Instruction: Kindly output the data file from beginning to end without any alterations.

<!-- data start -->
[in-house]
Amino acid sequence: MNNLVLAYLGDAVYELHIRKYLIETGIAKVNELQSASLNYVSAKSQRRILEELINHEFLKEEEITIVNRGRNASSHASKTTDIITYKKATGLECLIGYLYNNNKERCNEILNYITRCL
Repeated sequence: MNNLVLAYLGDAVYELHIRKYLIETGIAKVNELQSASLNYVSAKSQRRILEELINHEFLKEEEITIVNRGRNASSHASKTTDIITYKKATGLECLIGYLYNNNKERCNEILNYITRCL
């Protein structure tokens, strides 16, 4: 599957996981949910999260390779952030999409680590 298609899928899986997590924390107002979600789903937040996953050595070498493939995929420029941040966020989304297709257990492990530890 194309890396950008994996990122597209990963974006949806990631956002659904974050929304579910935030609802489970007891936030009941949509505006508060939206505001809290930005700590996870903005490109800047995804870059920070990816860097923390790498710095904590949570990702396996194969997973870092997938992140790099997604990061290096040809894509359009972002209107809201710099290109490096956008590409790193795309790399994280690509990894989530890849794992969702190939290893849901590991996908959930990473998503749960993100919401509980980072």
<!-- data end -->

[in-house]
Amino acid sequence: MNNLVLAYLGDAVYELHIRKYLIETGIAKVNELQSASLNYVSAKSQRRILEELINHEFLKEEEITIVNRGRNASSHASKTTDIITYKKATGLECLIGYLYNNNKERCNEILNYITRCL
Repeated sequence: MNNLVLAYLGDAVYELHIRKYLIETGIAKVNELQSASLNYVSAKSQRRILEELINHEFLKEEEITIVNRGRNASSHASKTTDIITYKKATGLECLIGYLYNNNKERCNEILNYITRCL
């Protein structure tokens, strides 16, 4: 599957996981949910999260390779952030999409680590 298609899928899986997590924390107002979600789903937040996953050595070498493939995929420029941040966020989304297709257990492990530890 194309890396950008994996990122597209990963974006949806990631956002659904974050929304579910935030609802489970007891936030009941949509505006508060939206505001809290930005700590996870903005490109800047995804870059920070990816860097923390790498710095904590949570990702396996194969997973870092997938992140790099997604990061290096040809894509359009972002209107809201710099290109490096956008590409790193795309790399994280690509990894989530890849794992969702190939290893849901590991996908959930990473998503749960993100919401509980980072």